The initiative will have the operational support of StopBadware, a nonprofit that started at Harvard’s Berkman Center for Internet & Society. The new initiative will “develop industry policies and a channel for information sharing” between the member groups to deal with bad ads, said Maxim Weinstein, the president of StopBadware. Counterfeit ads are bad for everyone, Weinstein said, because they give platforms a bad name and can discourage users from clicking on any online ads at all.
Online ads are often screened by humans and computers, but questionable ads can slip through the cracks. For example, Facebook spokesman Frederick Wolens said that less than 0.5 percent of Facebook users — around 4.5 million of Facebook’s 901 million users — experience spam on any given day.
Eric Feinberg, a social marketer, started noticing bad ads on his Facebook page in January 2012.
“At first I decided to see if it would stop,” he said. “Then I started asking people from work, ‘Are you getting these weird ads?’”
He found more of his co-workers and Facebook friends were seeing the ads, too. Even more disturbing for Feinberg, he found that he could manipulate what he posts on his wall or in his photo albums to generate ads for specific counterfeit goods. The ads change depending on what he’s marketing on his page — when he talks about baseball, ads for baseball jerseys pop up, when he talks about football, ads for football jerseys appear. He’s even seen his own pictures featured in the ads on other’s pages.
Feinberg has documented the ads he’s seen on his page for months, prompting him to found a group that calls attention to counterfeit ads — the Fans Against Kounterfeit Enterprise, or FAKE.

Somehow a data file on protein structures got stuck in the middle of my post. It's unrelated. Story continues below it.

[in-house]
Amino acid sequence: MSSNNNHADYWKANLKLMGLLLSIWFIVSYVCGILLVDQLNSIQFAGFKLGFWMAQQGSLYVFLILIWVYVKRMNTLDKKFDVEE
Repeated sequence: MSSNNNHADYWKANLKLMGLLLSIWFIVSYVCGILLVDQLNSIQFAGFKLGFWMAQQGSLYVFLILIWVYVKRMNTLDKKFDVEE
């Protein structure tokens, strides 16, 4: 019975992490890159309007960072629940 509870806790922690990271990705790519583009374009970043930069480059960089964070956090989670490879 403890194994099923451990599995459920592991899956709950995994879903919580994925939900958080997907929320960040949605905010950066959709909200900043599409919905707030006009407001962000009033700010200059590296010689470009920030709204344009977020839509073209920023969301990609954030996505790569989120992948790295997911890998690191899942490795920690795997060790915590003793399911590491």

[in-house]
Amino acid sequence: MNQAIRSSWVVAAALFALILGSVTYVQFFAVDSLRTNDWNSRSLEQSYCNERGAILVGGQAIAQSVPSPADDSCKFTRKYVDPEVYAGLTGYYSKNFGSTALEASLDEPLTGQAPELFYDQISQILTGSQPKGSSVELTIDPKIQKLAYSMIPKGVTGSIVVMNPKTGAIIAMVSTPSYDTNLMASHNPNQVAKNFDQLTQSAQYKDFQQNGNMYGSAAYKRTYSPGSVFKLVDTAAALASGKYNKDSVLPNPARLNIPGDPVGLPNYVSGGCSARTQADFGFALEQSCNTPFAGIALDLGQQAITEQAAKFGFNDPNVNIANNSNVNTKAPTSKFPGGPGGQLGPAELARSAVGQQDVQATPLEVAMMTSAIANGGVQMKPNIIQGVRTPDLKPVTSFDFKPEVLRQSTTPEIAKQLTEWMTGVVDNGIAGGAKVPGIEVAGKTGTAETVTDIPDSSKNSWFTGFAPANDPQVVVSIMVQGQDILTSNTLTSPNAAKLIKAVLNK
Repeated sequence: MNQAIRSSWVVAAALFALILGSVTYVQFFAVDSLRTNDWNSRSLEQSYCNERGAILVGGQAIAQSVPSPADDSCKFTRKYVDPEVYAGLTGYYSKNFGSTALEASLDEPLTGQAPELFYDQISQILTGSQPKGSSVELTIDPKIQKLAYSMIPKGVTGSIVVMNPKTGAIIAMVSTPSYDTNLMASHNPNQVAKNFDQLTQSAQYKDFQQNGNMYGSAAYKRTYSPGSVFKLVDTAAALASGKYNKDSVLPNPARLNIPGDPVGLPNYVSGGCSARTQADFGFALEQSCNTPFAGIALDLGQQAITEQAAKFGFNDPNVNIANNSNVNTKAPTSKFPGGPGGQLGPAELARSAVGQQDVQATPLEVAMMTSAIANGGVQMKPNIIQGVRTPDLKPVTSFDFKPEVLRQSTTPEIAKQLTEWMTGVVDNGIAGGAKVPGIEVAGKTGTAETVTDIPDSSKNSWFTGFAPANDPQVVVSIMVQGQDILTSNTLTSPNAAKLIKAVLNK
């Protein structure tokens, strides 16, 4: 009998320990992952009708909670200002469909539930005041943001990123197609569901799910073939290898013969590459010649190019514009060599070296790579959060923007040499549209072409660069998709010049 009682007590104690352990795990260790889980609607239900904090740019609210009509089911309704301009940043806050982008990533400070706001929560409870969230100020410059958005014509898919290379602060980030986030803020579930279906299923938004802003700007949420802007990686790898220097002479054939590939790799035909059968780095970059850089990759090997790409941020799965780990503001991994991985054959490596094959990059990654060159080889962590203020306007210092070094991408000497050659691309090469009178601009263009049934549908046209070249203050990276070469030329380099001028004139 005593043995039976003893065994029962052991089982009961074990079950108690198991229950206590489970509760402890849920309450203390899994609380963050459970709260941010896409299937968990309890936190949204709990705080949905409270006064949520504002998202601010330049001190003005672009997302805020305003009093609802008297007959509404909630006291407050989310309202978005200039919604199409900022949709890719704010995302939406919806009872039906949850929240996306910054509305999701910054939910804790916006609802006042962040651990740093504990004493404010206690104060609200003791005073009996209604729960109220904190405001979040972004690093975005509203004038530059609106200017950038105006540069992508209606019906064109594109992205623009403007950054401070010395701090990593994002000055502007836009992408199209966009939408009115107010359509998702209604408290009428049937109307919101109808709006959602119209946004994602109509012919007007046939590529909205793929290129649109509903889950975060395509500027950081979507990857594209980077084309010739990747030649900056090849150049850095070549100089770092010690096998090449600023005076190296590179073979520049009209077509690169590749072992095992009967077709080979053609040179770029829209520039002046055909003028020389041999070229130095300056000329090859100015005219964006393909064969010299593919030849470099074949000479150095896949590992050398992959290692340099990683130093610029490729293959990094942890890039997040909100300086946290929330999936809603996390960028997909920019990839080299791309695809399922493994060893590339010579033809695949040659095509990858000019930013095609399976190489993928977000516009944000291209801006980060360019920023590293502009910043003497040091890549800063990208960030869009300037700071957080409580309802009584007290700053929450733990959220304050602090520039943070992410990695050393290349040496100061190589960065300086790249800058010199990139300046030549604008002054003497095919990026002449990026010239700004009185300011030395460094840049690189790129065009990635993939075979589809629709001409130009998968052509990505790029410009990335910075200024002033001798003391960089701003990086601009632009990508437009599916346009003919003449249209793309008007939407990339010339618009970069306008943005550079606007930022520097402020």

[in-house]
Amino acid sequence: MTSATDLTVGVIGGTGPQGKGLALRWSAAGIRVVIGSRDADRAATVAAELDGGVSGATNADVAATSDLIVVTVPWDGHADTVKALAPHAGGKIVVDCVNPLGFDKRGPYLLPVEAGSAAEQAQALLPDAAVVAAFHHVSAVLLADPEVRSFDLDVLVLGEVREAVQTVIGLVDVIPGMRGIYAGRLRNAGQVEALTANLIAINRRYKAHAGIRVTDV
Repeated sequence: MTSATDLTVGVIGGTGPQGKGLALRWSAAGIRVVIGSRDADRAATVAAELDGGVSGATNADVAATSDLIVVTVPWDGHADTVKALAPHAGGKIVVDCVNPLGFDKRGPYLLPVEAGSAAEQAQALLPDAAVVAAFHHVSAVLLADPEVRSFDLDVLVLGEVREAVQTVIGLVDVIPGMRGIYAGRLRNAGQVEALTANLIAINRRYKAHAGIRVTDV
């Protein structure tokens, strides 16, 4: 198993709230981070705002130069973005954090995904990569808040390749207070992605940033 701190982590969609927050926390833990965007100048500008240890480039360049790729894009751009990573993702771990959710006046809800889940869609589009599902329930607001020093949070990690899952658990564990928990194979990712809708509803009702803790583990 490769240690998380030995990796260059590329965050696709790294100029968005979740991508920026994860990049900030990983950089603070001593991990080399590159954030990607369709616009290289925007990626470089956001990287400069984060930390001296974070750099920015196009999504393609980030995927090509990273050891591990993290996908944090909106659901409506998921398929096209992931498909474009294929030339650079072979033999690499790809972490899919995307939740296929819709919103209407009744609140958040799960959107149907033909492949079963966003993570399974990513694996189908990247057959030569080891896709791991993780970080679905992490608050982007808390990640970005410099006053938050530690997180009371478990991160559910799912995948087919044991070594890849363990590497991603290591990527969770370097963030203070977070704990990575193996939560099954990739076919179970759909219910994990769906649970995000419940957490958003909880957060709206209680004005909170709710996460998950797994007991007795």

He reports the ads to Facebook, he said, but notices that the same products were popping up from different sites with slightly different Web addresses.
That’s a common problem, Weinstein said, but he believes that having companies share the information about ads they see can help with the problem.
“The weak link in criminal behavior is the criminals — there’s a human being making decisions. So a person may be the common thread across 10,000 Web sites that don’t seem to have any obvious link. But somewhere there should be a link to give people a clue about what's going on,” he said.
Wolens said in a statement that Facebook strives to “create a trusted environment for our users and advertisers” and that it hopes joining the alliance will help protect more users across the Internet.
Google Public Policy Manager Eric Davis also said that information sharing is key to fighting the ads.
“We want everybody to have that data, not just one party, so everyone is protected and people can’t so easily game the system from hopping from network to network,” he said.
Bradley Shear, an attorney who works with Feinberg and specializes in privacy law said that fake ads are also a serious privacy concern.
In the case of scammers, “who knows what they’re doing with their data,” he said, particularly since it’s easy for scammers to disguise where and how they work.
Feinberg said that he believes the government should begin looking into how sites review ads, to make sure that users aren’t tricked into clicking on the ads. As a marketer, Feinberg has also had reservations about posting his promotional material to Facebook — his primary marketing tool — for fear that bad ads will show up alongside his legitimate marketing efforts.
“It’s hurt my income,” he said.
(Washington Post Company chairman Don Graham sits on Facebook’s Board of Directors.)
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